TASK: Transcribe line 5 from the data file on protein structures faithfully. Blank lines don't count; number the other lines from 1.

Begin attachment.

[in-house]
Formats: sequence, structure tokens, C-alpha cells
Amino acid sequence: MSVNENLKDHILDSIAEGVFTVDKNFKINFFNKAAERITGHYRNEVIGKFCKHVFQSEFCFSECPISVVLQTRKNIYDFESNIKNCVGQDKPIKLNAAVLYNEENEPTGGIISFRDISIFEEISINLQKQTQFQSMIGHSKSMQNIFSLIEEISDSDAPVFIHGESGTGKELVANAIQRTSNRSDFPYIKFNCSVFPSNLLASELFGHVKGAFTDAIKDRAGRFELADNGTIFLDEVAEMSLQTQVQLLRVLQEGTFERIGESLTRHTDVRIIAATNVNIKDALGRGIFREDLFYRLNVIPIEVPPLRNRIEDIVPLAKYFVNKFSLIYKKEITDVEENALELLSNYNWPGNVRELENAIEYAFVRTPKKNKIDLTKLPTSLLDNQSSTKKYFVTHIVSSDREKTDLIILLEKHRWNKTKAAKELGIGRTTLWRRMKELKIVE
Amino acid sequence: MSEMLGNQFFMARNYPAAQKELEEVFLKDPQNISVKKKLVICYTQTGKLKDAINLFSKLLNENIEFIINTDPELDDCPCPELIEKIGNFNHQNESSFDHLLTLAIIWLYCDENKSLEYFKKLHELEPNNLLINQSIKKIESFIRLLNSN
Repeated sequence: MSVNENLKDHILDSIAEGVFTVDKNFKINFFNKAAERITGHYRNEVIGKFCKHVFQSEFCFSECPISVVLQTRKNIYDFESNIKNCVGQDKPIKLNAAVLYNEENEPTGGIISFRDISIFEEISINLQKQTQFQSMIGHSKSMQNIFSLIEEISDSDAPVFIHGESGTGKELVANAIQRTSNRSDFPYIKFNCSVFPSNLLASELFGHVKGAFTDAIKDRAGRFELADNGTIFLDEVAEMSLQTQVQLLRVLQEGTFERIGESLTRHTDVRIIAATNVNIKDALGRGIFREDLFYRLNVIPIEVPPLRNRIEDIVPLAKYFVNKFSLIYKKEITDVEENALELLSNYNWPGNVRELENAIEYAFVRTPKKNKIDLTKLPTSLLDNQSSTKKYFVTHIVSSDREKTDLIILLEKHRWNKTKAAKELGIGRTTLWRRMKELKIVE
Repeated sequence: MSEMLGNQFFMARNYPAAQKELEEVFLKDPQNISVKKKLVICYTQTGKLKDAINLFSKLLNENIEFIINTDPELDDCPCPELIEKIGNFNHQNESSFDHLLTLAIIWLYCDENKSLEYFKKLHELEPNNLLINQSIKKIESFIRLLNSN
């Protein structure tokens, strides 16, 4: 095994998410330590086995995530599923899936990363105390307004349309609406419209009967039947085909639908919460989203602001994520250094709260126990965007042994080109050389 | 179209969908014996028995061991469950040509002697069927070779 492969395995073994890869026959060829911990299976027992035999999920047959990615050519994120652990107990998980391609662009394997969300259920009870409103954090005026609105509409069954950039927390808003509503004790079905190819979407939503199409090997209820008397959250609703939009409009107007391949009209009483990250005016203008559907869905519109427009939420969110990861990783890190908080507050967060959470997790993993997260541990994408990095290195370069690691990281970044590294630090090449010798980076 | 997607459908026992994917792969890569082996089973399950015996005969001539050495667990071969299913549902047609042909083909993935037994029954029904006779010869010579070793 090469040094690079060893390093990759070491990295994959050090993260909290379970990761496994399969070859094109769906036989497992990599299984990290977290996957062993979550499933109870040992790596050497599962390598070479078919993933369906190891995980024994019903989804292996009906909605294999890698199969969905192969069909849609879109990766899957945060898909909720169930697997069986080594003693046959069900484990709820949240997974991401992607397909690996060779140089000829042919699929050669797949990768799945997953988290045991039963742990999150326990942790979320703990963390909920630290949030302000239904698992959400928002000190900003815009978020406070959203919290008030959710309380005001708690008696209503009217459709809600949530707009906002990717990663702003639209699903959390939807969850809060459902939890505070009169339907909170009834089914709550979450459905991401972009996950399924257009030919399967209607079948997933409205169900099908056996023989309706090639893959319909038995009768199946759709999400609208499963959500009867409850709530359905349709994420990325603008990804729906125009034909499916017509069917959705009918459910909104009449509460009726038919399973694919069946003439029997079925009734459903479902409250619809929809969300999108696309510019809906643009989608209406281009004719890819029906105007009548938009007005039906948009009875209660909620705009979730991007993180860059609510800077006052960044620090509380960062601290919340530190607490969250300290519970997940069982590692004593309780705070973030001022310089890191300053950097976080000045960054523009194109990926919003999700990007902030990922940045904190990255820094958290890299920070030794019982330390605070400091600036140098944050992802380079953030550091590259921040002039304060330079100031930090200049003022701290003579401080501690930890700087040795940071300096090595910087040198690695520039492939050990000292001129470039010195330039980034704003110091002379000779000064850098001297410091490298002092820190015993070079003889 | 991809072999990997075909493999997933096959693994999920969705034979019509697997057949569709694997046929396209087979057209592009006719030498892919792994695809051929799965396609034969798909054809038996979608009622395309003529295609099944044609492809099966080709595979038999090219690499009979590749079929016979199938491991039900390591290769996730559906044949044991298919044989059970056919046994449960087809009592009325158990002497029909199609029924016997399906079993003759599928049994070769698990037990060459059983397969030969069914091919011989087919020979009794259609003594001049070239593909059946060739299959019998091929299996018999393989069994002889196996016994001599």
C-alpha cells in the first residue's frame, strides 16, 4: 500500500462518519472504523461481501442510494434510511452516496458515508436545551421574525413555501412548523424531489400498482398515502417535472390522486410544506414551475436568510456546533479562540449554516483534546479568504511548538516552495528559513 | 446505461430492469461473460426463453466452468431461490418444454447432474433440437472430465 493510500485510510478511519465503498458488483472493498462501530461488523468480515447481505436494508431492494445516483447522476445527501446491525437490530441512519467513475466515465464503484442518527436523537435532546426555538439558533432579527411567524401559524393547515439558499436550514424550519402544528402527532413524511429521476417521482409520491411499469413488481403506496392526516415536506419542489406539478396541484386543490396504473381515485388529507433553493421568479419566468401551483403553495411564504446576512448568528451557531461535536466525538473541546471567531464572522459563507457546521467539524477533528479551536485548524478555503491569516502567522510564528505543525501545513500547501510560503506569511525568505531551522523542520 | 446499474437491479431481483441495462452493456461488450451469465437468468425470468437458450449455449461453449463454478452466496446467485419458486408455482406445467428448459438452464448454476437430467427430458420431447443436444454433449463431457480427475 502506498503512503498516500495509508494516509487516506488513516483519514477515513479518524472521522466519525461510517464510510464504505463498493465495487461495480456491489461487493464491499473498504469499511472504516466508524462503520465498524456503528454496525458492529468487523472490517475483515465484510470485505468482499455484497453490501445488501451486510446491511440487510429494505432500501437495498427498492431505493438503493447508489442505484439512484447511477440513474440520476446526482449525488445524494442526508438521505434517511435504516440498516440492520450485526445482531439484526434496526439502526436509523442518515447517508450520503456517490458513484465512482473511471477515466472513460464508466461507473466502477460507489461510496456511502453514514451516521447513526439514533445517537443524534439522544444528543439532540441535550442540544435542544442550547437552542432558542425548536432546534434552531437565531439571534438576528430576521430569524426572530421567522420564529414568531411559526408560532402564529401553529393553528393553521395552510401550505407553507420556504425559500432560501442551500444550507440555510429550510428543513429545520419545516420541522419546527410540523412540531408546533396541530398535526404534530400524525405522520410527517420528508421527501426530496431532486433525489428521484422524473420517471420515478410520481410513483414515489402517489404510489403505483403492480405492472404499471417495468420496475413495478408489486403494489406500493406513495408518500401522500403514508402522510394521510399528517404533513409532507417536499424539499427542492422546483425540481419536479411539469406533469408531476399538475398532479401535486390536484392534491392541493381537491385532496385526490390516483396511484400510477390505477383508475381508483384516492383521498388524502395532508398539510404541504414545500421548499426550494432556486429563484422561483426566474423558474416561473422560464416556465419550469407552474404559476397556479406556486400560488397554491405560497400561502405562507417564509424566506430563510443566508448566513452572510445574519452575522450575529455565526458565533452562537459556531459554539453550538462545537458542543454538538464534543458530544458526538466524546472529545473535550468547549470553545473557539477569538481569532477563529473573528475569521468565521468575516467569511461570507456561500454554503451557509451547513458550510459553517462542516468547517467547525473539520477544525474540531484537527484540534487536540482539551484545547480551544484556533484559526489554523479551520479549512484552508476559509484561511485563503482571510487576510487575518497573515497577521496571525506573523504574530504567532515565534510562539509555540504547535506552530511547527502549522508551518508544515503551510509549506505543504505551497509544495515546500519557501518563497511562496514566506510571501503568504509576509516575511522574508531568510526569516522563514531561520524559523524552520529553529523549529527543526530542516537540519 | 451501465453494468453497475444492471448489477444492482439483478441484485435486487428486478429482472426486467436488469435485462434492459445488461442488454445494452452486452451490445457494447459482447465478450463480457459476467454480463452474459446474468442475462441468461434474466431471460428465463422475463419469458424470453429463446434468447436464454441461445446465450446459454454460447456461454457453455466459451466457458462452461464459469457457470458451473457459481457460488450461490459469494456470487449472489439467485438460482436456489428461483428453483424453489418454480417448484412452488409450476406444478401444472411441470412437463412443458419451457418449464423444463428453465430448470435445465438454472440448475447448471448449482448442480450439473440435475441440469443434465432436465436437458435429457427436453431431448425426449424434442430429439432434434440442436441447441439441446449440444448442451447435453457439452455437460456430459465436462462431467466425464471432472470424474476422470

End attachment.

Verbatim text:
Repeated sequence: MSVNENLKDHILDSIAEGVFTVDKNFKINFFNKAAERITGHYRNEVIGKFCKHVFQSEFCFSECPISVVLQTRKNIYDFESNIKNCVGQDKPIKLNAAVLYNEENEPTGGIISFRDISIFEEISINLQKQTQFQSMIGHSKSMQNIFSLIEEISDSDAPVFIHGESGTGKELVANAIQRTSNRSDFPYIKFNCSVFPSNLLASELFGHVKGAFTDAIKDRAGRFELADNGTIFLDEVAEMSLQTQVQLLRVLQEGTFERIGESLTRHTDVRIIAATNVNIKDALGRGIFREDLFYRLNVIPIEVPPLRNRIEDIVPLAKYFVNKFSLIYKKEITDVEENALELLSNYNWPGNVRELENAIEYAFVRTPKKNKIDLTKLPTSLLDNQSSTKKYFVTHIVSSDREKTDLIILLEKHRWNKTKAAKELGIGRTTLWRRMKELKIVE